"The cultivation and preparation of opium in India was, conveniently, a monopoly controlled by the company, which had been quietly allowing small quantities of opium to be sold to smugglers or corrupt Chinese merchants since the 1770s...the company set about increasing the production of opium in order to use it in place of silver to buy tea. It would then, in effect, be able to grow as much currency as it needed."

"Of course, it would never do to be seen to be directly trading an illegal drug in return for tea, so the company devised an elaborate scheme to keep the opium trade at arm's length...(this was) state-sanctioned drug running on a massive scale, which created millions of addicts and blighted countless lives merely to maintain Britain's supply of tea."

An attempt by the Chinese to clamp down on the trade, resulting in the British being expelled from Canton, "caused outrage in London, where representatives of the company and other British merchants had been putting pressure on the British government to force China to open itself up to wider trade...On the pretext of defending the right to free trade, war was declared."

" further wars were each case Chinese defeat entailed additional concessions to the commercial aims of foreign powers. The trade in opium...was legalised, Britain took control of the Chinese customs service; imported textiles and other industrial goods undermined Chinese craftsmen. China became an arena in which Britain, France, Germany, Russia, the United States, and Japan played out their imperialist rivalries, carving up the country and competing for political dominance."

The beginnings of the cultivation of tea in India began around the time the EIC lost its monopoly on trade with China in 1834. "Proponents of the idea argued that...British consumers would be assured of a more reliable supply...and it would provide plenty of jobs for Indian workers, a great many of whom had lost their livelihoods when the company's imports of cheap cloth from British factories wiped out India's traditional weaving industry. Furthermore...the people of India might be encouraged to consume it, which would create an enormous new market."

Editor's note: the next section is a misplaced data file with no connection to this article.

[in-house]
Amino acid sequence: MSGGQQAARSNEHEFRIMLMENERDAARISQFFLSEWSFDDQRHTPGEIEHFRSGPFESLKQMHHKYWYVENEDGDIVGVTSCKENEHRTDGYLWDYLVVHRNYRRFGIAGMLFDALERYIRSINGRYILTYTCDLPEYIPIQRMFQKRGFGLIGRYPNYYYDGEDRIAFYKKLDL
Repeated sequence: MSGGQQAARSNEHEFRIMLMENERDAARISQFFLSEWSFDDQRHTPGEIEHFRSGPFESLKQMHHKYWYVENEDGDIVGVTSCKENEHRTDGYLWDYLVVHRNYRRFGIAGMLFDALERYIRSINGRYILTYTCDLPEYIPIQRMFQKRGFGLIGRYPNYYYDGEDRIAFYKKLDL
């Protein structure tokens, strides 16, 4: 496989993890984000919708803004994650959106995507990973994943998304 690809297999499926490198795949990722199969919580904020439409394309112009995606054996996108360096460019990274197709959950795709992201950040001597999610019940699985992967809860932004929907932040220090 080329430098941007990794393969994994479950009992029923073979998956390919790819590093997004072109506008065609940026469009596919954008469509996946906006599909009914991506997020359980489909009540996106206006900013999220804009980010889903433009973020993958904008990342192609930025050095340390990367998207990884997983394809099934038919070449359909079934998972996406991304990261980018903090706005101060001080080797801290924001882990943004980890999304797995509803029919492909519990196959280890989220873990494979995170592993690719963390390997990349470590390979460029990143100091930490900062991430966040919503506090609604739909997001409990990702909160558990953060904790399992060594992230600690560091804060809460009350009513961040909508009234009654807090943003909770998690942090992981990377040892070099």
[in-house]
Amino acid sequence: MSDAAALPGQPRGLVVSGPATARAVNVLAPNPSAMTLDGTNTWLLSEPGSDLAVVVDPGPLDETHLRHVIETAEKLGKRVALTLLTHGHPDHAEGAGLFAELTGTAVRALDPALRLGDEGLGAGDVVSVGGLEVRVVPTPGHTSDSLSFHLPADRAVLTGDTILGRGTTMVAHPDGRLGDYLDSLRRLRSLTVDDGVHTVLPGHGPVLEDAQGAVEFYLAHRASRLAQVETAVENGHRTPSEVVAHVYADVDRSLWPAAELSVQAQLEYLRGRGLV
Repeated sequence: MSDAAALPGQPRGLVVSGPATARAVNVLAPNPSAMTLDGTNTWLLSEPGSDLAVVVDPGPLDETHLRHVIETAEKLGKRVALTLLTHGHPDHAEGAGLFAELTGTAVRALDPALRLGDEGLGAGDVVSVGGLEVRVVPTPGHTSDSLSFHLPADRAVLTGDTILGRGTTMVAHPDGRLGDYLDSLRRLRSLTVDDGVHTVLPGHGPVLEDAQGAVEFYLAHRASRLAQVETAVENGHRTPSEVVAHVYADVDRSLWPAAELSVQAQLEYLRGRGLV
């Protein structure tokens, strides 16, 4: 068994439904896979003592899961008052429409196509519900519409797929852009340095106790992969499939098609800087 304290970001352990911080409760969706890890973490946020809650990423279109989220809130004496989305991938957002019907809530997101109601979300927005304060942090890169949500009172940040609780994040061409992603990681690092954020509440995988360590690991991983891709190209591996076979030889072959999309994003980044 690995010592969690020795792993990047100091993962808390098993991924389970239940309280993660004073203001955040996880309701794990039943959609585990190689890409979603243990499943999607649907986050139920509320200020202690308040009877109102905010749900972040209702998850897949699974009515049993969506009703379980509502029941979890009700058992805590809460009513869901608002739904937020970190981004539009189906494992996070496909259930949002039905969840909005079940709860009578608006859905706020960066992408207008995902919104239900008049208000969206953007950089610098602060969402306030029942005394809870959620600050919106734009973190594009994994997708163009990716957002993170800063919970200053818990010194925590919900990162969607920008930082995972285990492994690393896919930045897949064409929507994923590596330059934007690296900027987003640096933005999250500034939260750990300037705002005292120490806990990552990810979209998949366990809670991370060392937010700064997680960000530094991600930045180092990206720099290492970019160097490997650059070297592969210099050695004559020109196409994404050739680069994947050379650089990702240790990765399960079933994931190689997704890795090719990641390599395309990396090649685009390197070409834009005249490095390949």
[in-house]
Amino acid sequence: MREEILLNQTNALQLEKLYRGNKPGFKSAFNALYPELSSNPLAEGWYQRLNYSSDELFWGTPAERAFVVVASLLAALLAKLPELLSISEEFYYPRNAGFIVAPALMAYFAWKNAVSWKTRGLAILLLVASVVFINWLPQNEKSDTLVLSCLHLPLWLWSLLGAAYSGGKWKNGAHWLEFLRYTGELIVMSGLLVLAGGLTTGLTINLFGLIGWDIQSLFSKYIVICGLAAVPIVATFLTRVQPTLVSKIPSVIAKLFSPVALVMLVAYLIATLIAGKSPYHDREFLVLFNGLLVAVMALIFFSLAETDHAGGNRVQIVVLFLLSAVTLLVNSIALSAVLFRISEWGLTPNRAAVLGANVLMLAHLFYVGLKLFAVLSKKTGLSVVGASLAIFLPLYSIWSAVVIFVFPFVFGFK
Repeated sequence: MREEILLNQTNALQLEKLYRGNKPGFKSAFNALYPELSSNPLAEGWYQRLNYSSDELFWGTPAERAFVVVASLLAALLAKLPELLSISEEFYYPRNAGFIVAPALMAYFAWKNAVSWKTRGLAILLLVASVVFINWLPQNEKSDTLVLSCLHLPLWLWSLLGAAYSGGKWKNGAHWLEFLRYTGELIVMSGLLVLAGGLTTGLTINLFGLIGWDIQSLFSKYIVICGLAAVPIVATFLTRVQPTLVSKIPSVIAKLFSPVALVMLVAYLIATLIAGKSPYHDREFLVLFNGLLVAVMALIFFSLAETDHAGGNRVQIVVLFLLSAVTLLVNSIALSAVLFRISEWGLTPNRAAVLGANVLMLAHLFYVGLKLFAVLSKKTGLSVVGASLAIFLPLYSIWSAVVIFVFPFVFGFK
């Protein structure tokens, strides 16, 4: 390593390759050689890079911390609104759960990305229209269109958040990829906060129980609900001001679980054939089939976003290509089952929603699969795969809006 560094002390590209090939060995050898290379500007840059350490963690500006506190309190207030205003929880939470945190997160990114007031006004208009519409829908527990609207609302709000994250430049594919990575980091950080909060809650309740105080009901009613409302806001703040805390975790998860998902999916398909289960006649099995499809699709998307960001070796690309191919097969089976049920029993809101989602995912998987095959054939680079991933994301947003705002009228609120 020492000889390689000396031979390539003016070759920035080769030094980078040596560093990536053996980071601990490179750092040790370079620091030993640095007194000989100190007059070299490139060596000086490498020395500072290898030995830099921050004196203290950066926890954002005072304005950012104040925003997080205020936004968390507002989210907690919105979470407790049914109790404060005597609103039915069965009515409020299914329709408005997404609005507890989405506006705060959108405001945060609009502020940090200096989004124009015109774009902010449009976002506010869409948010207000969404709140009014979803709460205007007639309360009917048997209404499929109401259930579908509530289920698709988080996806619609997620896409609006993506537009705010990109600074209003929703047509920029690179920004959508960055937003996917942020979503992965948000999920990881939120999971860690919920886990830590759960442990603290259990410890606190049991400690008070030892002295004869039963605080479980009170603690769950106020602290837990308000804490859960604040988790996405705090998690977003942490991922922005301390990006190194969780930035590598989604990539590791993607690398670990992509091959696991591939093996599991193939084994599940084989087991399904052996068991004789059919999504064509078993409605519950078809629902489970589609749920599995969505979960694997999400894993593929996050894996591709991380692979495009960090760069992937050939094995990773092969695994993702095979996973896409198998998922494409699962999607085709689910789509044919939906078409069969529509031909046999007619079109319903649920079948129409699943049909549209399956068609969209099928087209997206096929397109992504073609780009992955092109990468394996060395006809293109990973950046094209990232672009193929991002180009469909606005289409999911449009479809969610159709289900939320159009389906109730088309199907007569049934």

"...The traditional Chinese manner of producing tea was anything but industrial and had remained unchanged for hundreds of years." There were also many middle men involved in bringing the raw material from the country to the foreign traders "that brought the price paid for each pound of tea to nearly twice the original producer's selling price. An enterprise that produced its own tea in India, however, could pocket the difference...Furthermore, applying new industrial methods...(would) boost productivity, and hence profits, still further. With the cultivation of tea in India, imperialism and industrialism were to go hand in hand."

By 1851, after difficult beginnings, "a tea boom ensued as dozens of new tea companies were set up in India, though many of them failed as clueless speculators bankrolled new ventures without discrimination...production really took off when industrial methods and machinery were applied. The tea plants were arranged in regimented lines; the workers were housed in rows of huts and required to live, work, eat and sleep according to a rigid timetable. Picking the tea could not (and still cannot) be automated, but starting in the 1870s its processing could be...

The rise of India's tea industry had a devasting impact on China's tea farmers and further contributed to the instability of the country..."

"India remains the world's leading producer of tea today, and the leading consumer...(23%), followed by China (16%) and Britain (6%)."

*** And Wedgwood allegedly got the production line idea from reading Père d'Entrecolles, the French Jesuit missionary whose letters recording the processes of Chinese porcelain production were published in 1735. See my blog: January 8, 2009 - A Note on Wedgwood.

Extracts from Around The World in Six Glasses by kind permission of Tom Standage.